Host of ‘Anarchy Radio’ to speak about growth of society

By Jim Vorel

Radical speaker John Zerzan will visit the south rec room of Allen Hall, 1005 W. Gregory Drive, this Monday night at 7 p.m. Zerzan, host of “Anarchy Radio”, KWVA 88.1 FM, is a well-known figure among the community of “anti-civilizationalists.” Since 2000, Zerzan has hosted the weekly Oregon-based radio show devoted to his and other views on the problems facing a continually structured society. He will give a free presentation in Allen Hall entitled “Green Anarchy”, which is also the title of the online journal he edits: “an anti-civilization journal of theory and action.”

“I’ve never been in the Champaign-Urbana area, but I think that students there will be particularly receptive to this message,” Zerzan said. “All the college speeches I’ve given have been wonderful exchanges. Students in college have more time to think about things, which is why you’re in college I guess!”

Zerzan’s beliefs center on the conception of prehistory before the rise of organized civilization.

“Interest in non-civilization living is increasing,” said Zerzan. “I think that’s because reality is knocking on the door so insistently. Things are getting threatening, eco-cide, global warming, extinction of species, and pollution is everywhere. It’s an assault on nature. I think students and young people are aware of this and want to talk about it.”

Andy Lewis is one such young person. A live-in assistant at the St. Jude Catholic Worker House in Champaign, the 27 year old Lewis helped to bring Zerzan to the University.

“I’ve been a listener of his radio show for some time now,” Lewis said. “I heard that he was hoping to be able to do a college tour in the Midwest, so I got in touch with the University to see if we could get him to speak here.”

Lewis believes that Zerzan brings a very important message to people who may not be familiar with his ideas.

“I think that right now, he’s the only one looking at the roots of the problems of technology and civilization,” Lewis said. “Civilization may be viewed as just a deterministic process; he believes in a more holistic approach, not necessarily believing in the natural ascension of a structured civilization.”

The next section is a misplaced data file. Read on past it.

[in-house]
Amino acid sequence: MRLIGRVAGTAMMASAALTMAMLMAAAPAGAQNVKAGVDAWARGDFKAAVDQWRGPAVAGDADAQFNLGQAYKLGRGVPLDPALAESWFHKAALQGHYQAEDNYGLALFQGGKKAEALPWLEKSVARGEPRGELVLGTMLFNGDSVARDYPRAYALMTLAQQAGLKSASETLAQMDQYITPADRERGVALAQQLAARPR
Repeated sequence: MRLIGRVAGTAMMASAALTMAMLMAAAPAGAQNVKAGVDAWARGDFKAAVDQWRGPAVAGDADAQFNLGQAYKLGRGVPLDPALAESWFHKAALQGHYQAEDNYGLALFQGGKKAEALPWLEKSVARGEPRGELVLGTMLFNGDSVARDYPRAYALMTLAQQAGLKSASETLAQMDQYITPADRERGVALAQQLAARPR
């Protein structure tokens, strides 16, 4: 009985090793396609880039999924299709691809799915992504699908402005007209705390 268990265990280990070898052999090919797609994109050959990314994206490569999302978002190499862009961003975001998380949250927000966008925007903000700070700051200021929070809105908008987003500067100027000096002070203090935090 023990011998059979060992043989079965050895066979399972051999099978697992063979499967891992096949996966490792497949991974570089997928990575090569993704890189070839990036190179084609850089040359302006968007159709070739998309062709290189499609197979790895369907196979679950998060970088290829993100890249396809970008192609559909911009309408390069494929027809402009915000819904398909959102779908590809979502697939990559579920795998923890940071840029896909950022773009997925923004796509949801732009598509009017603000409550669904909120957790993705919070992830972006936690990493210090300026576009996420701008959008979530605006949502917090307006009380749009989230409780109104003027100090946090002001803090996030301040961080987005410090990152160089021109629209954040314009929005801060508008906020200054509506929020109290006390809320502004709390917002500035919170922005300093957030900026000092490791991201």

Zerzan’s approach is bold, calling into question assumptions about the natural growth of a society that have the human race’s entire history of existence as evidence.

“I think he might be a somewhat controversial speaker, but we’re not afraid of having controversial speakers,” said Laura Haber, the Program Coordinator for Allen Hall’s Unit One, the organization that is sponsoring Zerzan’s presentation. “We actively try to seek out a variety of different types of speakers. As long as (Zerzan’s speech) promotes dialogue and discussion and gets students thinking and asking questions, then we are very happy to have him speaking here.”

Zerzan himself tries to fight misconceptions about anarchists and primitivists in his speeches.

“I think the transition towards a world without civilization has to be phased, and not just done in one burst,” he said. “Anarchists and primitivists don’t want a bunch of people to die, a mass die-off, to break from industrial society and machines, despite what critics may say. “

Nobody I know advocates that this would be an over-night thing, but it would be as fast as possible. I think we may be running out of time,” he added.

Zerzan also defends the accusations of hypocrisy that most anti-civilizationists have to deal with for using technology to promote their message.

“Yes, we are called hypocritical, et cetera, for using technology while critiquing it so heavily,” he said. “I think it’s an unavoidable contradiction. If I didn’t use it, my travel and radio show would be pretty impossible.

We just strive to be transparent about this bind and continue to attack that which we are really forced to use if we wish to make a public contribution.”